Characters from the original story also begin to link up to people in the second book.
Book 3 – Dust
This is the book in which the faceless people who control the fates of everyone in the silos comes to a head. Allies within that silo aim to help Juliette and her friends, however threats come from all sides as people within the silo stage an uprinsing that threatens to destroy them all.
The last hope for survival seems to be to venture out into the toxic atmosphere in the hopes that out there lies some salvation, a secret that those who know the truth will go to any lengths to protect…
Okay so first things first like I said above I was not aware that the first novel started as a series of short stories, and as a result I found the initial book very, very slow to get going. The first few chapters were about Holston beginning to believe that the world beyond the silo was a fabrication, which it then turns out no it wasn’t, and he's now dead.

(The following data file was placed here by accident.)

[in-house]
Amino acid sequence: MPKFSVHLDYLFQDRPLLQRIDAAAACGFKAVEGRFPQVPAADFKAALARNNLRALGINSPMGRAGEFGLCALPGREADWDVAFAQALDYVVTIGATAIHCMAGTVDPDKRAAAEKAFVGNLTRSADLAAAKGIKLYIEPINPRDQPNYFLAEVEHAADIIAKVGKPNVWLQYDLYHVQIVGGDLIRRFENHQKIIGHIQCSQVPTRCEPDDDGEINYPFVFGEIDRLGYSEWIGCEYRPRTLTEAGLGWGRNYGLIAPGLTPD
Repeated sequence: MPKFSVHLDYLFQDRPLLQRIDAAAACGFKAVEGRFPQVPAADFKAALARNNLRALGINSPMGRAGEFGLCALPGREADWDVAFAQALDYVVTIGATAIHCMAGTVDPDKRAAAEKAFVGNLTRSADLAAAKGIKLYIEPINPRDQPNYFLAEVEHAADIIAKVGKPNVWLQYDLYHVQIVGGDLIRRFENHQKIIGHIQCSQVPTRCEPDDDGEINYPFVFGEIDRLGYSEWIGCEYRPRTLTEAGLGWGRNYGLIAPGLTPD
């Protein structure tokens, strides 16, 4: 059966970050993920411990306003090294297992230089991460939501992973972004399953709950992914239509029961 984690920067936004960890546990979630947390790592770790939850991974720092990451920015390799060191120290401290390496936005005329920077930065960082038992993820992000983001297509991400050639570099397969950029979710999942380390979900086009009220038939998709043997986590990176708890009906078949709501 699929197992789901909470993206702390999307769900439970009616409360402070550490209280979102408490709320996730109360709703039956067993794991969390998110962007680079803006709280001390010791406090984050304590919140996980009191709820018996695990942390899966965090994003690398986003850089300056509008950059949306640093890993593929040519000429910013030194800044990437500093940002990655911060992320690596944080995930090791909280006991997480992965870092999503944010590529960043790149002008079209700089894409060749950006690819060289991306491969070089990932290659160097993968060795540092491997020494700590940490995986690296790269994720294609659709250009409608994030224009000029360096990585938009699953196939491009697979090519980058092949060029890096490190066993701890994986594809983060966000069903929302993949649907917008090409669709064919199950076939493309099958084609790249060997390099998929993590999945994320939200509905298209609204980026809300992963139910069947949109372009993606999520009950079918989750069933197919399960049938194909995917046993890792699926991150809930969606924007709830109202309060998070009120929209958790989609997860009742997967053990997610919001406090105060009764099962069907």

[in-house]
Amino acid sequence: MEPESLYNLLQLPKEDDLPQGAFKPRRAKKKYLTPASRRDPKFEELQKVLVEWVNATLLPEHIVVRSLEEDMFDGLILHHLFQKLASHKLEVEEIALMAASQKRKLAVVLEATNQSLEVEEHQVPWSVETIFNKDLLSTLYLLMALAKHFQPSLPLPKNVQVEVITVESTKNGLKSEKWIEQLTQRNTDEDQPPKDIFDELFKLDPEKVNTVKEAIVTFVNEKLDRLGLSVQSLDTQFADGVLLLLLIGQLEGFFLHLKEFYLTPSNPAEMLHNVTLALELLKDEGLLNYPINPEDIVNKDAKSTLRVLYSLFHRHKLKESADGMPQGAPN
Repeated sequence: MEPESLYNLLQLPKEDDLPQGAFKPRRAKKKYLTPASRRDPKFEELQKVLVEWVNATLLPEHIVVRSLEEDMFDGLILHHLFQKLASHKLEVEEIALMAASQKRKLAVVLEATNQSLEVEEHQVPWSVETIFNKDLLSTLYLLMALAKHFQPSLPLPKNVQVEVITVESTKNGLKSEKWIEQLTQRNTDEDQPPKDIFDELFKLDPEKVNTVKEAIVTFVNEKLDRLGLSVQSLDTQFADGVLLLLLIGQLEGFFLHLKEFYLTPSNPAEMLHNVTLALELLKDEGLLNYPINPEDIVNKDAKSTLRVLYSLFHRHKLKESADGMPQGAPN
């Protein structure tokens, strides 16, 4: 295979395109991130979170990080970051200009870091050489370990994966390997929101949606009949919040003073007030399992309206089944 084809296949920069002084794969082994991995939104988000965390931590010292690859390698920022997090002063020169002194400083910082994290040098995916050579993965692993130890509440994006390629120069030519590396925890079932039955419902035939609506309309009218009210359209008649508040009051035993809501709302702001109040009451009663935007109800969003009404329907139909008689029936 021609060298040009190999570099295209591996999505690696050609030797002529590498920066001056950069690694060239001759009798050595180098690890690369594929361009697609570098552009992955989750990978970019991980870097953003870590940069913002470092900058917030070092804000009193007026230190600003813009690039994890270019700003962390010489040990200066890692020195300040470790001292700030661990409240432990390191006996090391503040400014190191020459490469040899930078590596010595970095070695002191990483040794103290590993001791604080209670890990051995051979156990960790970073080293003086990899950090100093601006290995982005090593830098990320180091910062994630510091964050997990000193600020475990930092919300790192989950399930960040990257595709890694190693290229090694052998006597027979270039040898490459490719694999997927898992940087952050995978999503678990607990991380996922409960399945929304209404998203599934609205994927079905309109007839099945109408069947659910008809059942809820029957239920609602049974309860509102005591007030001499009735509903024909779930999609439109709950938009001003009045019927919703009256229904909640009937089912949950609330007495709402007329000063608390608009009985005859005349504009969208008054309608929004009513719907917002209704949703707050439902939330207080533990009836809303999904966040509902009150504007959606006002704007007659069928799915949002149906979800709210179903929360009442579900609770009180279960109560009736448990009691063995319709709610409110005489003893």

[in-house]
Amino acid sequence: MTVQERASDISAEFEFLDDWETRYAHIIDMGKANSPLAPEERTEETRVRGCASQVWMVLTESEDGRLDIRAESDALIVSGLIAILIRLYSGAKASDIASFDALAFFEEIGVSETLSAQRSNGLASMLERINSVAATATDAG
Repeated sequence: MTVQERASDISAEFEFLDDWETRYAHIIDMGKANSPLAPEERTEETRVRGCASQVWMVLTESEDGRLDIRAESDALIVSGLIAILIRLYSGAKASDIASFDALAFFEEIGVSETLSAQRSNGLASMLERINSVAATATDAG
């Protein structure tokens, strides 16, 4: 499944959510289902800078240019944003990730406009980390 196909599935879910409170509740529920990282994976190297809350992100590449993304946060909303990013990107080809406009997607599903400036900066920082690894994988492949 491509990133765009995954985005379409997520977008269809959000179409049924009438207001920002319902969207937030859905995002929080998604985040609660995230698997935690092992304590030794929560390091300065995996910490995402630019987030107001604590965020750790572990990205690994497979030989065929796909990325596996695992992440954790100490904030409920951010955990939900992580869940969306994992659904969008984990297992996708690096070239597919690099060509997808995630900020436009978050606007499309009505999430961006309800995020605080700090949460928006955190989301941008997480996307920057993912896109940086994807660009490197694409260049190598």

Second section, the mayor and the deputy sheriff confronting feelings for one another that they were never allowed to explore because of their positions. Then she gets poisoned by mistake (as the poison was meant for him) and dies. Can’t honestly remember if he dies as well but basically another 40+ pages and two characters we’ve been getting to know are dead or irrelevant to the story.
Finally things start picking up some momentum when we get to Juliette, but it takes an age to get there. Not that I stopped reading. I was interested enough to see where the story went but I was getting heavy Fallout vibes.
In case you don’t know (and in all honesty I haven't played a Fallout game but I do have one that I need to get round to playing) the Fallout games deal with the inhabitants of various Vaults designed to protect people in the event of nuclear war emerging into the apocalyptic wasteland. From what I understand a lot of these vaults were also designed to test the inhabitants in various ways, pumping psychotropic drugs into the ventilation system was one, killing one person every year was another, dividing people up into arbitrary groups, and so on. As best I can understand these things were done under the guise of scientific experiments but seemed to have been more done for the hell of it.